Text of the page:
- Associated Press - Thursday, August 27, 2015

BISMARCK, N.D. (AP) - A federal judge in North Dakota on Thursday blocked a new Obama administration rule that would give the federal government jurisdiction over some smaller waterways just hours before it was set to go into effect.

U.S. District Judge Ralph Erickson in Fargo issued a temporary injunction requested by North Dakota and 12 other states halting the U.S. Environmental Protection Agency and Army Corps of Engineers from regulating some small streams, tributaries and wetlands under the Clean Water Act. The rule, which has prompted fierce criticism from farmers among others, was scheduled to take effect Friday.

North Dakota Attorney General Wayne Stenehjem, who filed the injunction request, said his reading of the ruling was that it applied to all 50 states, not just the 13 that sued. But the EPA said in a statement that it applied only to the 13 and it would be enforced beginning Friday in all other states.

The 13 states exempted for now are Alaska, Arizona, Arkansas, Colorado, Idaho, Missouri, Montana, Nebraska, Nevada, New Mexico, North Dakota, South Dakota and Wyoming.

Erickson, who was appointed by President George W. Bush in 2003, said the EPA had exceeded its authority in issuing the regulation.

“The risk of irreparable harm to the states is both imminent and likely,” Erickson said in granting the request from the 13 states. The judge said that among other things, the rule would require “jurisdictional studies” of every proposed natural gas, oil or water pipeline project in North Dakota, a state which is at the center of an energy exploration boom.

“While the exact amount of land that would be subject to the increase is hotly disputed, the agencies admit to an increase in control over those traditional state-regulated waters of between 2.84 to 4.65 percent,” the judge wrote.

The 13 states say the regulation is unnecessary and infringes on their sovereignty. The federal government says the new rule clarifies ambiguity in the law and actually makes it easier for the states to manage some waterways

“This is a victory in the first skirmish, but it is only the first,” North Dakota’s Stenehjem said in a statement. “There is much more to do to prevent this widely unpopular rule from ever taking effect.”

The agriculture industry has been particularly concerned about the regulation, saying that it could apply to drainage ditches on farmland. The EPA and Army Corps said the only ditches that would be covered under the rule are those that look, act and function like tributaries and carry pollution downstream. A tributary would be regulated if it shows evidence of flowing water such as a bank or high water mark, the EPA said.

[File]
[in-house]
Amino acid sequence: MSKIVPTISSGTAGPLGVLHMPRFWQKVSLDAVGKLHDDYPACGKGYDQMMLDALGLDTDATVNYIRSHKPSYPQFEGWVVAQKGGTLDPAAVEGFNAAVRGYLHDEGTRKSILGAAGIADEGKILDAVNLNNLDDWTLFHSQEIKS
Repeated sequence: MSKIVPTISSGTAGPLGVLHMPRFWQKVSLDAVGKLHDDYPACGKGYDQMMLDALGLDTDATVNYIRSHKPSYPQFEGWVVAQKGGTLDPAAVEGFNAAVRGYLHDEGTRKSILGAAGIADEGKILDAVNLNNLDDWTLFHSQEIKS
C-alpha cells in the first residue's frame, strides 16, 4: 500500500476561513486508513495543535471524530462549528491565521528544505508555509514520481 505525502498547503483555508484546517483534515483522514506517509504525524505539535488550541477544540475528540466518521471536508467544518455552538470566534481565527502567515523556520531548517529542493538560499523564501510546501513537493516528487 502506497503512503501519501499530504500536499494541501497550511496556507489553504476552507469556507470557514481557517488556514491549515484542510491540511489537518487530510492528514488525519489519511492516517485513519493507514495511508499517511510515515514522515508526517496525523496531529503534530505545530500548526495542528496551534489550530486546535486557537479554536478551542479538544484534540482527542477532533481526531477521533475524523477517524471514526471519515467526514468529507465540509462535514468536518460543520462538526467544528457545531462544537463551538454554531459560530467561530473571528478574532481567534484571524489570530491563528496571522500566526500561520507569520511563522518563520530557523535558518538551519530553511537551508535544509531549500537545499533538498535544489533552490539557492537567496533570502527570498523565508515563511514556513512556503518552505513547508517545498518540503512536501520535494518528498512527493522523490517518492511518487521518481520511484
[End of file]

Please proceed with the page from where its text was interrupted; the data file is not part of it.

The new rules would have forced landowners to get a permit if they took steps that would pollute or destroy the regulated waters connected to larger bodies of water downstream.

The judge said the rule appears to be too broad in some cases. He said the definition of tributary, for example, could include many waters that are unlikely to have a significant connection to larger waters downstream. He also said the rules are “arbitrary and capricious,” and would cover some waters that are “remote and intermittent.”

For example, the judge said Wyoming would have to bear the cost of issuing permits and has no way of avoiding the increased expenses under the regulation.

State officials in North Dakota said the new rule will cost the state millions of dollars and take away from more important programs.

Stenehjem - along with attorneys general and officials from 30 other states - wrote last month to the EPA and the Army Corps asking that the law be postponed at least nine months. Lawyers for the states said they heard nothing back from the government, so they filed a request for the preliminary injunction.

The federal government said the request for an injunction was better suited to be heard by the 6th U.S. Circuit Court of Appeals rather than a federal judge, but Erickson rejected that notion.

___

Associated Press writers Dave Kolpack in Fargo and Mary Clare Jalonick in Washington contributed to this story.

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